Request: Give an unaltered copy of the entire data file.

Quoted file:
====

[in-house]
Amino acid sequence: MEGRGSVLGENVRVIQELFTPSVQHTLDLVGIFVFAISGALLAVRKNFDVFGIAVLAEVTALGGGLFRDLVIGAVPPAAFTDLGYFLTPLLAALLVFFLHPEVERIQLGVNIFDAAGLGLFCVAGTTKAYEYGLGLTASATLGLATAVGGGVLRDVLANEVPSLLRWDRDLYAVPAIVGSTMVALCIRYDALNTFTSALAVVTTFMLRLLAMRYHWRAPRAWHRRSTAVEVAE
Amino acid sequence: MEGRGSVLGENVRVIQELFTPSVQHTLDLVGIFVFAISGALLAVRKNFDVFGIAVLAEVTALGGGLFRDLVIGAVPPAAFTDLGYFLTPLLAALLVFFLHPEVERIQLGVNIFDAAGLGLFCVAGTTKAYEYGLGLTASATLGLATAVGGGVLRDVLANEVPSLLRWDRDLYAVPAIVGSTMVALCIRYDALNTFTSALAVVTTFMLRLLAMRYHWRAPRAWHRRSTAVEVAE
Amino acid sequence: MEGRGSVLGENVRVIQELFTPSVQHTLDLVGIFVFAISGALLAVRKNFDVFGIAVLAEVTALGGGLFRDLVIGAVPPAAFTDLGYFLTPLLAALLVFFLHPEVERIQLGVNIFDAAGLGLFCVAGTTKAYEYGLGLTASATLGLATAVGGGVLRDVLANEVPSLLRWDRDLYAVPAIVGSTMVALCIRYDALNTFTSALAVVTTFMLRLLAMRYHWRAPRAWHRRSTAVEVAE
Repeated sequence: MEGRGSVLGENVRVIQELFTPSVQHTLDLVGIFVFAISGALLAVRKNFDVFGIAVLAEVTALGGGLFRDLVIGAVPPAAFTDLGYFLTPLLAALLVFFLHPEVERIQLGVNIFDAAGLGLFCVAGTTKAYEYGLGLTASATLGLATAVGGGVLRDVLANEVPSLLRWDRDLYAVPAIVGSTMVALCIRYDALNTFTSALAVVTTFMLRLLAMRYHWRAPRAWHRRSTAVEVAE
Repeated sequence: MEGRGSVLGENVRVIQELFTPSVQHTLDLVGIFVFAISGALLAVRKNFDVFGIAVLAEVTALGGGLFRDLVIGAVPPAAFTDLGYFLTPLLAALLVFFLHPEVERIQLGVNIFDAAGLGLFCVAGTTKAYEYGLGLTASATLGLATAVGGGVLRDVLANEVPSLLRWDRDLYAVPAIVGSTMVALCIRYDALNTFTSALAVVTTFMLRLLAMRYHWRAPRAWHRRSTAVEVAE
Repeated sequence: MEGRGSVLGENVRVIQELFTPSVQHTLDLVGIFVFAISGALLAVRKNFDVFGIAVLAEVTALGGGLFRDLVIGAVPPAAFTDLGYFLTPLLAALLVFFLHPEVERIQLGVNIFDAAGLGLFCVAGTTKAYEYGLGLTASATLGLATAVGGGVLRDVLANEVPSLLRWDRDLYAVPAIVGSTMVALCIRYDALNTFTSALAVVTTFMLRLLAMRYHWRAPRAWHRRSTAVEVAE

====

[in-house]
Amino acid sequence: MEGRGSVLGENVRVIQELFTPSVQHTLDLVGIFVFAISGALLAVRKNFDVFGIAVLAEVTALGGGLFRDLVIGAVPPAAFTDLGYFLTPLLAALLVFFLHPEVERIQLGVNIFDAAGLGLFCVAGTTKAYEYGLGLTASATLGLATAVGGGVLRDVLANEVPSLLRWDRDLYAVPAIVGSTMVALCIRYDALNTFTSALAVVTTFMLRLLAMRYHWRAPRAWHRRSTAVEVAE
Amino acid sequence: MEGRGSVLGENVRVIQELFTPSVQHTLDLVGIFVFAISGALLAVRKNFDVFGIAVLAEVTALGGGLFRDLVIGAVPPAAFTDLGYFLTPLLAALLVFFLHPEVERIQLGVNIFDAAGLGLFCVAGTTKAYEYGLGLTASATLGLATAVGGGVLRDVLANEVPSLLRWDRDLYAVPAIVGSTMVALCIRYDALNTFTSALAVVTTFMLRLLAMRYHWRAPRAWHRRSTAVEVAE
Amino acid sequence: MEGRGSVLGENVRVIQELFTPSVQHTLDLVGIFVFAISGALLAVRKNFDVFGIAVLAEVTALGGGLFRDLVIGAVPPAAFTDLGYFLTPLLAALLVFFLHPEVERIQLGVNIFDAAGLGLFCVAGTTKAYEYGLGLTASATLGLATAVGGGVLRDVLANEVPSLLRWDRDLYAVPAIVGSTMVALCIRYDALNTFTSALAVVTTFMLRLLAMRYHWRAPRAWHRRSTAVEVAE
Repeated sequence: MEGRGSVLGENVRVIQELFTPSVQHTLDLVGIFVFAISGALLAVRKNFDVFGIAVLAEVTALGGGLFRDLVIGAVPPAAFTDLGYFLTPLLAALLVFFLHPEVERIQLGVNIFDAAGLGLFCVAGTTKAYEYGLGLTASATLGLATAVGGGVLRDVLANEVPSLLRWDRDLYAVPAIVGSTMVALCIRYDALNTFTSALAVVTTFMLRLLAMRYHWRAPRAWHRRSTAVEVAE
Repeated sequence: MEGRGSVLGENVRVIQELFTPSVQHTLDLVGIFVFAISGALLAVRKNFDVFGIAVLAEVTALGGGLFRDLVIGAVPPAAFTDLGYFLTPLLAALLVFFLHPEVERIQLGVNIFDAAGLGLFCVAGTTKAYEYGLGLTASATLGLATAVGGGVLRDVLANEVPSLLRWDRDLYAVPAIVGSTMVALCIRYDALNTFTSALAVVTTFMLRLLAMRYHWRAPRAWHRRSTAVEVAE
Repeated sequence: MEGRGSVLGENVRVIQELFTPSVQHTLDLVGIFVFAISGALLAVRKNFDVFGIAVLAEVTALGGGLFRDLVIGAVPPAAFTDLGYFLTPLLAALLVFFLHPEVERIQLGVNIFDAAGLGLFCVAGTTKAYEYGLGLTASATLGLATAVGGGVLRDVLANEVPSLLRWDRDLYAVPAIVGSTMVALCIRYDALNTFTSALAVVTTFMLRLLAMRYHWRAPRAWHRRSTAVEVAE